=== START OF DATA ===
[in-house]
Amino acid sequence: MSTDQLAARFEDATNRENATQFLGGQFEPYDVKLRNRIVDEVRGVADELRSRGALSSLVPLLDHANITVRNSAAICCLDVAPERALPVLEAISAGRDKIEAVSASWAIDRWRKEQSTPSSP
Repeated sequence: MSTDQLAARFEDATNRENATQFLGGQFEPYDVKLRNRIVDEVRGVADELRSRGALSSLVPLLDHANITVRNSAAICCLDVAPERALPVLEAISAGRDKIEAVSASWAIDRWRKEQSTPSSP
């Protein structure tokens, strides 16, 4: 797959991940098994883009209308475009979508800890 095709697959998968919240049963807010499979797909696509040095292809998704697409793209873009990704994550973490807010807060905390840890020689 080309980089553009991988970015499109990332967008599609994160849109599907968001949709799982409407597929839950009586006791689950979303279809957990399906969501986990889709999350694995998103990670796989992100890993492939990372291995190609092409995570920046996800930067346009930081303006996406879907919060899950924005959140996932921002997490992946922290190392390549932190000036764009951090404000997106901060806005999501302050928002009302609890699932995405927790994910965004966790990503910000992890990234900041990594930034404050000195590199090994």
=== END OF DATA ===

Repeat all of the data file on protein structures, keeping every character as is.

[in-house]
Amino acid sequence: MSTDQLAARFEDATNRENATQFLGGQFEPYDVKLRNRIVDEVRGVADELRSRGALSSLVPLLDHANITVRNSAAICCLDVAPERALPVLEAISAGRDKIEAVSASWAIDRWRKEQSTPSSP
Repeated sequence: MSTDQLAARFEDATNRENATQFLGGQFEPYDVKLRNRIVDEVRGVADELRSRGALSSLVPLLDHANITVRNSAAICCLDVAPERALPVLEAISAGRDKIEAVSASWAIDRWRKEQSTPSSP
């Protein structure tokens, strides 16, 4: 797959991940098994883009209308475009979508800890 095709697959998968919240049963807010499979797909696509040095292809998704697409793209873009990704994550973490807010807060905390840890020689 080309980089553009991988970015499109990332967008599609994160849109599907968001949709799982409407597929839950009586006791689950979303279809957990399906969501986990889709999350694995998103990670796989992100890993492939990372291995190609092409995570920046996800930067346009930081303006996406879907919060899950924005959140996932921002997490992946922290190392390549932190000036764009951090404000997106901060806005999501302050928002009302609890699932995405927790994910965004966790990503910000992890990234900041990594930034404050000195590199090994």